Merger to Marriage (Boardrooms and Billi - By Addison Fox



Mayson McBride watched the hordes of Las Vegas tourists stream through the convention hall and gave herself a mental high-five.

They’d done it.

A heady streak of pride ran through her.

Another glance toward all the smiling faces marching up and down rows of food, wine, appliances and home décor only reinforced that feeling.

“I’m still not sure why you and your sisters bothered with this.” Andrew McBride sidled up to her, and she couldn’t hold back her surprise at her father’s sudden arrival, as if she’d conjured him up from her recalcitrant thoughts.

She gave him a hug and not for the first time wondered, what it would be like to be happy to see him. “I thought you weren’t coming.”

“Changed my mind. Wanted to get in on a poker tournament down at the Mirage.”

“How’d you do?”

He lifted up his hands, his arms held wide and a lopsided smile playing around his mouth. “I’m here, aren’t I?”

Of course he was. Her father wasn’t known for his gambling savvy. Or his business savvy. Likely because he managed both with the same wild streak of inconsistency, simply seeking some sort of gambler’s high as opposed to doing any real work or using any measure of strategy.

“How’s attendance?”

Mayson couldn’t hold back a smile of her own. “Beyond expectations. We already have signed letters of intent from forty exhibitors waiting to get in on next year.”

“Wow. Your sisters were working it.”

She brushed off the flare of annoyance that skittered down her back. “We were all working it.”

“Sure, sweetie. I know a lot of set up went into the layout and design.”

She gritted her teeth. “I designed the layout for the entire hall. Ensured each booth had a specific look and feel. And I helped close on the sales.”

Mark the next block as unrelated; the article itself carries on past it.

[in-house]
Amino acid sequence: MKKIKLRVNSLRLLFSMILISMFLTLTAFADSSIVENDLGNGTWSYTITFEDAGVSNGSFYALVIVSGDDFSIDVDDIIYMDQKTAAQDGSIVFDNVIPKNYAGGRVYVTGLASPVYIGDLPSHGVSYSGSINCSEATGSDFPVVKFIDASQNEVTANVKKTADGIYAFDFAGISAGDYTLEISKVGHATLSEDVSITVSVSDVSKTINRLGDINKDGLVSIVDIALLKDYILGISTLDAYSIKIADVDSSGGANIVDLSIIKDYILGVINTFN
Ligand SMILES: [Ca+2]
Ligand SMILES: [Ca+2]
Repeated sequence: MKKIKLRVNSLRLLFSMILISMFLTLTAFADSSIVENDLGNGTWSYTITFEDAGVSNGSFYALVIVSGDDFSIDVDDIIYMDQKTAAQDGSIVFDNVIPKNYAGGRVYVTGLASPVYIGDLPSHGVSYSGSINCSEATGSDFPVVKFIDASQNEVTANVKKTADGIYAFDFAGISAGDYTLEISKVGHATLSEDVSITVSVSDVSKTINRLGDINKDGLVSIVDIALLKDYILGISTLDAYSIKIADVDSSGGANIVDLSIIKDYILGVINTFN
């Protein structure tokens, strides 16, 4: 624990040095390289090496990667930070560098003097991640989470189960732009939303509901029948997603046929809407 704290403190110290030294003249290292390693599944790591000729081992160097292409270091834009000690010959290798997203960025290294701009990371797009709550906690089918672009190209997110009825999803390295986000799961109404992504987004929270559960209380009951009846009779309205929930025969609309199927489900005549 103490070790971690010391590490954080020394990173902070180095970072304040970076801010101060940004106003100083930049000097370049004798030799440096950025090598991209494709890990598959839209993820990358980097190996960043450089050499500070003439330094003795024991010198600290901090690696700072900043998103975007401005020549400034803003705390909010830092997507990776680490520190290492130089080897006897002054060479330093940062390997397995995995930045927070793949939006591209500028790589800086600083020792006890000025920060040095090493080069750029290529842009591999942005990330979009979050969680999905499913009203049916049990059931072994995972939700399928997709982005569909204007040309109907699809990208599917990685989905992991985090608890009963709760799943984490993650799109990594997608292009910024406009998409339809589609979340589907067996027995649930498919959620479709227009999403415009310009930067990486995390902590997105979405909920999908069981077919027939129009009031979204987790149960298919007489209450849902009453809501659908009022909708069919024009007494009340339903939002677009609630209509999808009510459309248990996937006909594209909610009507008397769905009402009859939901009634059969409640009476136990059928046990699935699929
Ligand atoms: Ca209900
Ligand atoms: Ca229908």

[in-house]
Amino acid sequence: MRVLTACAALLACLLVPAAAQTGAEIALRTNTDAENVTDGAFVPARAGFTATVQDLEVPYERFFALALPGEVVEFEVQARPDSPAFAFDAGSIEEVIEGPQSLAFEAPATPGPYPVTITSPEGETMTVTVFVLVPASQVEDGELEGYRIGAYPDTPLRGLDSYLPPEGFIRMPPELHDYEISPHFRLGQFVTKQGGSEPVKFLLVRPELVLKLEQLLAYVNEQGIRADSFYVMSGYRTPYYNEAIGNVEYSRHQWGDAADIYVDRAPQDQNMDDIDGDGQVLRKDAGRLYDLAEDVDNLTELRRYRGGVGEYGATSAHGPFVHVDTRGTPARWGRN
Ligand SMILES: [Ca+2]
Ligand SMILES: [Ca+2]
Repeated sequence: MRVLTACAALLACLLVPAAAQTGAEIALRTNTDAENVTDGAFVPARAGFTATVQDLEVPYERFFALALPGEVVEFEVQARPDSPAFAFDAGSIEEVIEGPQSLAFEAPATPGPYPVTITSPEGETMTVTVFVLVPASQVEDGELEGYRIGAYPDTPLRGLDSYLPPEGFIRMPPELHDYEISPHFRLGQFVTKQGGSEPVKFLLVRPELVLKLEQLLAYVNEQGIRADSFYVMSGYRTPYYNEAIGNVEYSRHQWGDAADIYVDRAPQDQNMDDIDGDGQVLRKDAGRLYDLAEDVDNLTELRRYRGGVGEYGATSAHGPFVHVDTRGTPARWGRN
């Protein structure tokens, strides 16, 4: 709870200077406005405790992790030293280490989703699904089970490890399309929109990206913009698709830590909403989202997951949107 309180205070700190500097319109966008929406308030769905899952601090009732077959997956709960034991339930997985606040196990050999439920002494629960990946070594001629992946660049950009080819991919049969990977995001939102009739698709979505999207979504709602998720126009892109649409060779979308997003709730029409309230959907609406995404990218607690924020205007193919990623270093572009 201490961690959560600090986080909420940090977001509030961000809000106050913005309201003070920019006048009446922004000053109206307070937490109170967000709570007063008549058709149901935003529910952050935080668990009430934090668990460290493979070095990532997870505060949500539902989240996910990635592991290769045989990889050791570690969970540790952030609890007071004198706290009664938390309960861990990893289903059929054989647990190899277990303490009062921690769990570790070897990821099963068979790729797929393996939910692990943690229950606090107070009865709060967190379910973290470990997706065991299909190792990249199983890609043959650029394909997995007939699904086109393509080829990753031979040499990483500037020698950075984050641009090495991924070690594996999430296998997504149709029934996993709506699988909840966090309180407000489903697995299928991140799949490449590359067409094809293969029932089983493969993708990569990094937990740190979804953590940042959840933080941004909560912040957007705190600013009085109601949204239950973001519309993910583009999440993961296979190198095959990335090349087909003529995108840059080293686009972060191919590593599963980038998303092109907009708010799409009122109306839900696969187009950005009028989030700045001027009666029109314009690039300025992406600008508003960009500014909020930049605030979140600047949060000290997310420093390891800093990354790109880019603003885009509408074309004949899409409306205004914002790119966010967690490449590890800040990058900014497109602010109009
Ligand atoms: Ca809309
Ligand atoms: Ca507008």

His smile fell. “Mayse, you’re always so prickly. I wasn’t trying to insult you.”

“What did you mean, then?” Because I sure as hell wouldn’t classify it as a pep talk.

“You’ve got your mother’s eye for design. At least you’ve figured out a way to make something of it.”

“Unlike Mom, who sat on her ass and did nothing?”

“Again, you’re misinterpreting my words.” He patted her on the back, his discomfort at being called out evident in the way he’d begun to glance around the hall, seeking an out. “It looks great. Everything looks great. But we’ll see. The proof is in the receipts.”

“You don’t think Keira, Camryn and I did it?”

Keira’s challenge to their father had been simple and direct. If they turned a profit on the home show, he’d give them the entire Home and Family asset to run. Magazine. Website. Trade show. Cookware extensions. All of it.

“Like I said, the proof will be in the final tally.”

“Get ready to turn over the keys, Daddy. We not only did it, we blew the doors off.”

“Our deal was two years. Two years to turn a profit.” He held up two fingers to punctuate his point, but he couldn’t hide the slight tremble that gripped his limbs.

“I can guarantee we just did it in one.”

“We’ll see when Camryn runs the financials.”

“Aren’t you seeing what I’m seeing?” Mayson did a swift turn around the hall, the throng of people like a cocoon around them.

Her father gave the room an impatient glance. “Yes. Lots of pretty booths. We’ll let Cam do the final tally and then decide what comes next.”

Mayson knew exactly what came next. She’d known it for months, as she and her sisters worked tirelessly to make something of their lives and their legacy. They all had gifts—Keira for management, Camryn for finance, and her with her eye for design—and they were going to bring McBride Media back from the brink of disaster.

Her father had underestimated their determination to make something of themselves and their sheer fortitude to bring it to fruition. It was a trait he’d never understood or appreciated in his children. But it was about to have consequences for his role as head of McBride Media.

Chapter One


Mayson McBride stared at the lovely red wine stain that spread across the front of her champagne-colored bridesmaid gown and wondered why the hell it couldn’t have been the other way around.

“Why did it have to be that delicious Bordeaux?” she muttered to herself as she slipped out of her ruined dress. The guests at her sister’s wedding reception had already lined up at the bar for glasses of the thousand-dollar treasure, and she was going to miss whatever was left in the time it took to change her